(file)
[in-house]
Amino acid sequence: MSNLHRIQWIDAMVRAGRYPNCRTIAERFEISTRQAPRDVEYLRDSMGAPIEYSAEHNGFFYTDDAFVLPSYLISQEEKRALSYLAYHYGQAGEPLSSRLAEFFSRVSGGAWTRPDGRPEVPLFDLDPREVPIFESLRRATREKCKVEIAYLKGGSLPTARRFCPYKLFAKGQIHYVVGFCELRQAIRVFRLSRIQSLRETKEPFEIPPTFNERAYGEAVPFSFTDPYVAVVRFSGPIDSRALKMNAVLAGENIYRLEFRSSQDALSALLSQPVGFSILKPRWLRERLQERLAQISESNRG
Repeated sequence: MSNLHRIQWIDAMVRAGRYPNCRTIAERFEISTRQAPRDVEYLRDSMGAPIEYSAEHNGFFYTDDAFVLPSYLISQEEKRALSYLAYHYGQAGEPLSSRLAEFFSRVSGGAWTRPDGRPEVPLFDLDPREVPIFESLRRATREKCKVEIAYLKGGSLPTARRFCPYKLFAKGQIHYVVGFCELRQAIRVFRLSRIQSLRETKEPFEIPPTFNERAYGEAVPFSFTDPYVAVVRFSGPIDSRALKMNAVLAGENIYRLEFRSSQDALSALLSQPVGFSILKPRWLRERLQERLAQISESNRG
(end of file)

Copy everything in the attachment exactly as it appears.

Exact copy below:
[in-house]
Amino acid sequence: MSNLHRIQWIDAMVRAGRYPNCRTIAERFEISTRQAPRDVEYLRDSMGAPIEYSAEHNGFFYTDDAFVLPSYLISQEEKRALSYLAYHYGQAGEPLSSRLAEFFSRVSGGAWTRPDGRPEVPLFDLDPREVPIFESLRRATREKCKVEIAYLKGGSLPTARRFCPYKLFAKGQIHYVVGFCELRQAIRVFRLSRIQSLRETKEPFEIPPTFNERAYGEAVPFSFTDPYVAVVRFSGPIDSRALKMNAVLAGENIYRLEFRSSQDALSALLSQPVGFSILKPRWLRERLQERLAQISESNRG
Repeated sequence: MSNLHRIQWIDAMVRAGRYPNCRTIAERFEISTRQAPRDVEYLRDSMGAPIEYSAEHNGFFYTDDAFVLPSYLISQEEKRALSYLAYHYGQAGEPLSSRLAEFFSRVSGGAWTRPDGRPEVPLFDLDPREVPIFESLRRATREKCKVEIAYLKGGSLPTARRFCPYKLFAKGQIHYVVGFCELRQAIRVFRLSRIQSLRETKEPFEIPPTFNERAYGEAVPFSFTDPYVAVVRFSGPIDSRALKMNAVLAGENIYRLEFRSSQDALSALLSQPVGFSILKPRWLRERLQERLAQISESNRG